Curating a Visual Arts Unit of Study Workshop                                                                                   July, 7-8, 2003

Art Specialist / David McGreevy & LCI Teaching Artist / John Toth



Line of Inquiry:

By looking and selecting artworks from US Design 1975-2000 (Kruger, Hoefler, Bierut, Trice, Friedman) what can you learn about personal and collective choices through the transformation of everyday items?



Barbara Kruger; “Cover Esquire Magazine”, 1992

Michael Bierut and Nicole Trice, “Light Years”

Dan Friedman, “Page From Cultural Geometry Catalog”

April Greiman, “Lux Pictures Web Animation”, 1997

Frank O. Ghery, “Residence”

Plunket and Kuhr, “Introductory Spread”


Idea to Explore:

·        What are the criteria for selecting works of art for a visual arts unit of study?

·        Explore ways of looking at the world.


Ideas discussed during planning:

·        Affects of Post Moderism on ways of knowing.

·        Explore connections to history through arts.

·        Explore editing process.

·        Explore process as a connection to historical literacy.

·        Use Gardners’ multiple intelligences as a framework for selecting works of art that speak to a variety of educational interests.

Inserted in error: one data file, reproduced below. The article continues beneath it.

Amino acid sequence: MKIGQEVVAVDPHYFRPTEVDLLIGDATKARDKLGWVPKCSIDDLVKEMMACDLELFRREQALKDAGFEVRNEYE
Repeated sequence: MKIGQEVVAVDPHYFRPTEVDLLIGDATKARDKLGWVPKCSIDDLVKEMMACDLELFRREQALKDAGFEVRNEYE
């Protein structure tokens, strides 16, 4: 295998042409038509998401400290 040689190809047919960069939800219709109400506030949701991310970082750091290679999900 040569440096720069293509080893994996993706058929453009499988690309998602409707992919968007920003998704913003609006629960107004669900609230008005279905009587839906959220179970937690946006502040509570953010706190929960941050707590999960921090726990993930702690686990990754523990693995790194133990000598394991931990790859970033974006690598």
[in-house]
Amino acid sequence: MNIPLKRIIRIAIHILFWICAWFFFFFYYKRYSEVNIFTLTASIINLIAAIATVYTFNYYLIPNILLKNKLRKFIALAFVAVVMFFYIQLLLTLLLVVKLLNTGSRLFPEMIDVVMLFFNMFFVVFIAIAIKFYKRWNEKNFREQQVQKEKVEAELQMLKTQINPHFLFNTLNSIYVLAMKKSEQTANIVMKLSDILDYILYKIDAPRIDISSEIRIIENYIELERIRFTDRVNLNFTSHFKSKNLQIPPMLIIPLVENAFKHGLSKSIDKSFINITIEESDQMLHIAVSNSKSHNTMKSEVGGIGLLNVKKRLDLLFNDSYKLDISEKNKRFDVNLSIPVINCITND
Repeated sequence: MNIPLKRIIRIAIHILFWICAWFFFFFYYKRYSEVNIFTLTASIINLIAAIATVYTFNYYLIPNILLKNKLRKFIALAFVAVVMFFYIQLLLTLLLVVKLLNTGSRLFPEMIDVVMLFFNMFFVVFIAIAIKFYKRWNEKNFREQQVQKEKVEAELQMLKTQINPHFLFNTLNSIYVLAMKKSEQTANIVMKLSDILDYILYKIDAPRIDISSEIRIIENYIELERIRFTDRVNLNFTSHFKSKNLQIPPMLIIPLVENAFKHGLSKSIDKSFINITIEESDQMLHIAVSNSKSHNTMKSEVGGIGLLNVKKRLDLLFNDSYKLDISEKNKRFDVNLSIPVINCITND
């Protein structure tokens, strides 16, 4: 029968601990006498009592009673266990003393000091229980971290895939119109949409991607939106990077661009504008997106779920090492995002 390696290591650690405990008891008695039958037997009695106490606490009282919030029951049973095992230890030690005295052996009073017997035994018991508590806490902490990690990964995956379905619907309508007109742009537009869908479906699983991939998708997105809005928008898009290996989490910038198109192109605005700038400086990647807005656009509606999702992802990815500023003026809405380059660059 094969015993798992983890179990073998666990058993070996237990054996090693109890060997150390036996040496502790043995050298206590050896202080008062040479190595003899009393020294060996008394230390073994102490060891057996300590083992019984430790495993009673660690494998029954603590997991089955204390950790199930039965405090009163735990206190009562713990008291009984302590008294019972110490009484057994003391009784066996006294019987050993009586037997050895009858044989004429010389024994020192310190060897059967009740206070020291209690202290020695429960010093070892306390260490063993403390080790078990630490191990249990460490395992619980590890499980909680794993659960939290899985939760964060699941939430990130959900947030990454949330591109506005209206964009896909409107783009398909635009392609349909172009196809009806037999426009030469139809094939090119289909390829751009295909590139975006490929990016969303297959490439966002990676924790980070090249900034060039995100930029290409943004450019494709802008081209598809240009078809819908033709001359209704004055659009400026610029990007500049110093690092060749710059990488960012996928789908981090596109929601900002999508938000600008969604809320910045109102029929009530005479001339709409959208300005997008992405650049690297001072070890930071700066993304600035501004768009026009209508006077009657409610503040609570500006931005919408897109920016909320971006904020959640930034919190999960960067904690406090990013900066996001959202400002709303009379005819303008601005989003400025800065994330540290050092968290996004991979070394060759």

·        Create art activities that use transformation to affect the way we read and interpret meaning.

  • Use visual literacy tools: describe, analyze, interpret & reflect.

·        Explore transformation of everyday objects.

·        Investigate kinds of literacy that point to specific works of art.

·        Consider themes in US Design 1975-2000

o       Inventing Tradition

o       Celebrating the everyday

o       Redefining Expressionism

o       Expanding Modernism


July 7; 9:30 – 12:30

Activity 1:  How do our multiple senses affect the way we make choices?

·         Use initial interview to establish guidelines for personal and educational inquiry. (30 minutes) David & John

·         On large open journal: Document “ways of knowing”.

·         Use the list of “ways of knowing” as a guide for representing your senses.

·         Make a drawing, painting or sketch that represents our multiple senses. (60 minutes) David

·         In groups of three, look at and discuss each category and make a list of the qualities that are unique to each intelligence. (color, shape, symbols, concepts, etc.) (20 minutes)

·         Make a new group image that considers your discussion. (30 minutes)

·         Document each group’s presentation of what was discovered.  (30 minutes) John



·         Did you discover a bias in your aesthetics?

·         Did you work with or against taste?

·         What was your own sense of responsibility at representing a range of choices?


Materials: 18x24” white paper,  craypas, paint, brushes, buckets, water, paper, scissors, blue tape

July 7; 1:30 – 2:15


Activity 2:  Resource Center (David & John)

Investigate an object our symbol from the images you made in the classroom. 

Find information that relates to ways of knowing and representing an idea. (A political leader, poem, dance, math concept, etc. that relates to the ideas you investigated in your art work from the first activity.